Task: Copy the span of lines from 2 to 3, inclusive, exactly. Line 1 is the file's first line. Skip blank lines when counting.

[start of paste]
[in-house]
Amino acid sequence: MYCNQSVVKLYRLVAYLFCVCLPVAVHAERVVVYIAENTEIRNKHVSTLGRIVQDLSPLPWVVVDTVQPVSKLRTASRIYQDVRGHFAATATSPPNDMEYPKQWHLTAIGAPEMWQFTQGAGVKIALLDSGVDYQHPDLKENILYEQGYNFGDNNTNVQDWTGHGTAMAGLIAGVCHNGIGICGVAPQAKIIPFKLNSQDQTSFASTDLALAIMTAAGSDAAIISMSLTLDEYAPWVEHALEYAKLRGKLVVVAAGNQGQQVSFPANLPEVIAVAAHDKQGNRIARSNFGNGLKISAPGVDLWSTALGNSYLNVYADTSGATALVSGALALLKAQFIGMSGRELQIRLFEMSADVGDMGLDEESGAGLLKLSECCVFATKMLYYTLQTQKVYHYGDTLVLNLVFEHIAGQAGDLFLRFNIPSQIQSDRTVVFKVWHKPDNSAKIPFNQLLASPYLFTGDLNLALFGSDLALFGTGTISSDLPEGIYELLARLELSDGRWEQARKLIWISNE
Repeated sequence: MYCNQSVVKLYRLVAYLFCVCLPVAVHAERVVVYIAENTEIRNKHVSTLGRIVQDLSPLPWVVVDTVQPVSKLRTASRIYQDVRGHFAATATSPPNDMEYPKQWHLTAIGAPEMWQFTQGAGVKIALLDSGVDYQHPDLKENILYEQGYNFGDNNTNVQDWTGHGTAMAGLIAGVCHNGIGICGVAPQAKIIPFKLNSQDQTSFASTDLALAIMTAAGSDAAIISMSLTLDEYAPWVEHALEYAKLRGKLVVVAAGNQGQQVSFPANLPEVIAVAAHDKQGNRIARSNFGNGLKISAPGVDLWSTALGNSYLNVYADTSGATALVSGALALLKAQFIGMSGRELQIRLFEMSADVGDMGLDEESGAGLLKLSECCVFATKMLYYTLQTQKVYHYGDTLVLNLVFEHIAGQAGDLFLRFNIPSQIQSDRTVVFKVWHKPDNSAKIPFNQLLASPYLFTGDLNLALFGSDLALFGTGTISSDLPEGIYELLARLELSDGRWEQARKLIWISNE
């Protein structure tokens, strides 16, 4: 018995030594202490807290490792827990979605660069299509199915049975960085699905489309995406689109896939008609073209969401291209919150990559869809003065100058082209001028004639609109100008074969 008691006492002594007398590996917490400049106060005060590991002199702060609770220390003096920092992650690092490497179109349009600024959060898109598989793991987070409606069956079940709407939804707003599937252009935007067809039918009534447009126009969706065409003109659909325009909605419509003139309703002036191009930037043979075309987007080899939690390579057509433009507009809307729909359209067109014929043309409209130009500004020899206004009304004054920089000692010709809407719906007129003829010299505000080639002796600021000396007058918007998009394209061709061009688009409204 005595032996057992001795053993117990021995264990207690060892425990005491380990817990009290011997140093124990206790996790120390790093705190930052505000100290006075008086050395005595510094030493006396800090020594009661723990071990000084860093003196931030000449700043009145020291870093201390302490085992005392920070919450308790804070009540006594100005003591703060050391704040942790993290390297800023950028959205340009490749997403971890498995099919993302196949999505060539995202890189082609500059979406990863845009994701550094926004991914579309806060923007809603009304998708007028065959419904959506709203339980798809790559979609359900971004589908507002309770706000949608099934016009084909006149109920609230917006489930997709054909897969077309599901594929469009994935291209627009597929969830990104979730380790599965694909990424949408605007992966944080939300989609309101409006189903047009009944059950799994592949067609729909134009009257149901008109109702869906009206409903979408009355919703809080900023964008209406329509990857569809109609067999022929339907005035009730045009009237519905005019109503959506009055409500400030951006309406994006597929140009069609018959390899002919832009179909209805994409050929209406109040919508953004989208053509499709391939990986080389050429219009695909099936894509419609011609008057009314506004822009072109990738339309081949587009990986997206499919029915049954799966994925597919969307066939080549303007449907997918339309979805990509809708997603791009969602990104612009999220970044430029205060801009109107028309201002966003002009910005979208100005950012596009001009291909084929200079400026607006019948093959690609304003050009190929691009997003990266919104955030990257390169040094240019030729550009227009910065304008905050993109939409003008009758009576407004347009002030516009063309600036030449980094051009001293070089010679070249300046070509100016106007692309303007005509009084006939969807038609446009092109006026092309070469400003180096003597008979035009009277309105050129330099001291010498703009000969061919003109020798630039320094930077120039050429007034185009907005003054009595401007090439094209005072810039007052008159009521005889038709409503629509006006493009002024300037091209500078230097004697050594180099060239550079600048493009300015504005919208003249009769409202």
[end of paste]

Amino acid sequence: MYCNQSVVKLYRLVAYLFCVCLPVAVHAERVVVYIAENTEIRNKHVSTLGRIVQDLSPLPWVVVDTVQPVSKLRTASRIYQDVRGHFAATATSPPNDMEYPKQWHLTAIGAPEMWQFTQGAGVKIALLDSGVDYQHPDLKENILYEQGYNFGDNNTNVQDWTGHGTAMAGLIAGVCHNGIGICGVAPQAKIIPFKLNSQDQTSFASTDLALAIMTAAGSDAAIISMSLTLDEYAPWVEHALEYAKLRGKLVVVAAGNQGQQVSFPANLPEVIAVAAHDKQGNRIARSNFGNGLKISAPGVDLWSTALGNSYLNVYADTSGATALVSGALALLKAQFIGMSGRELQIRLFEMSADVGDMGLDEESGAGLLKLSECCVFATKMLYYTLQTQKVYHYGDTLVLNLVFEHIAGQAGDLFLRFNIPSQIQSDRTVVFKVWHKPDNSAKIPFNQLLASPYLFTGDLNLALFGSDLALFGTGTISSDLPEGIYELLARLELSDGRWEQARKLIWISNE
Repeated sequence: MYCNQSVVKLYRLVAYLFCVCLPVAVHAERVVVYIAENTEIRNKHVSTLGRIVQDLSPLPWVVVDTVQPVSKLRTASRIYQDVRGHFAATATSPPNDMEYPKQWHLTAIGAPEMWQFTQGAGVKIALLDSGVDYQHPDLKENILYEQGYNFGDNNTNVQDWTGHGTAMAGLIAGVCHNGIGICGVAPQAKIIPFKLNSQDQTSFASTDLALAIMTAAGSDAAIISMSLTLDEYAPWVEHALEYAKLRGKLVVVAAGNQGQQVSFPANLPEVIAVAAHDKQGNRIARSNFGNGLKISAPGVDLWSTALGNSYLNVYADTSGATALVSGALALLKAQFIGMSGRELQIRLFEMSADVGDMGLDEESGAGLLKLSECCVFATKMLYYTLQTQKVYHYGDTLVLNLVFEHIAGQAGDLFLRFNIPSQIQSDRTVVFKVWHKPDNSAKIPFNQLLASPYLFTGDLNLALFGSDLALFGTGTISSDLPEGIYELLARLELSDGRWEQARKLIWISNE